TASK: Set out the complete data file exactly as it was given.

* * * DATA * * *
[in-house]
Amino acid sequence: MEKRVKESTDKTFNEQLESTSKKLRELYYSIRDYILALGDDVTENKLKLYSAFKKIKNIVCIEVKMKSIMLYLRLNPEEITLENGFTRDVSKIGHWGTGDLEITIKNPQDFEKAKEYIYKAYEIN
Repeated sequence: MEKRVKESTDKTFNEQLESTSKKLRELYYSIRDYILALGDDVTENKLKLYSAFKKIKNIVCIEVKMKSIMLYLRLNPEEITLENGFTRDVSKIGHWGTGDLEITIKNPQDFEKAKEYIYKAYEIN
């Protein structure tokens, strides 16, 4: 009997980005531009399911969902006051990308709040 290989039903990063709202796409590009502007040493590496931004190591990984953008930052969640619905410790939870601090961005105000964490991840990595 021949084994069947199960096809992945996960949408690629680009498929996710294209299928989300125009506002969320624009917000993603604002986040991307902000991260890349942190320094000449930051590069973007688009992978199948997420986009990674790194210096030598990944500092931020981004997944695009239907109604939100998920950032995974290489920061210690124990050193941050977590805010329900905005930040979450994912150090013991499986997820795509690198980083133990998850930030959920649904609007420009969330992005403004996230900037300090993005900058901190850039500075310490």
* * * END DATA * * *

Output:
[in-house]
Amino acid sequence: MEKRVKESTDKTFNEQLESTSKKLRELYYSIRDYILALGDDVTENKLKLYSAFKKIKNIVCIEVKMKSIMLYLRLNPEEITLENGFTRDVSKIGHWGTGDLEITIKNPQDFEKAKEYIYKAYEIN
Repeated sequence: MEKRVKESTDKTFNEQLESTSKKLRELYYSIRDYILALGDDVTENKLKLYSAFKKIKNIVCIEVKMKSIMLYLRLNPEEITLENGFTRDVSKIGHWGTGDLEITIKNPQDFEKAKEYIYKAYEIN
């Protein structure tokens, strides 16, 4: 009997980005531009399911969902006051990308709040 290989039903990063709202796409590009502007040493590496931004190591990984953008930052969640619905410790939870601090961005105000964490991840990595 021949084994069947199960096809992945996960949408690629680009498929996710294209299928989300125009506002969320624009917000993603604002986040991307902000991260890349942190320094000449930051590069973007688009992978199948997420986009990674790194210096030598990944500092931020981004997944695009239907109604939100998920950032995974290489920061210690124990050193941050977590805010329900905005930040979450994912150090013991499986997820795509690198980083133990998850930030959920649904609007420009969330992005403004996230900037300090993005900058901190850039500075310490």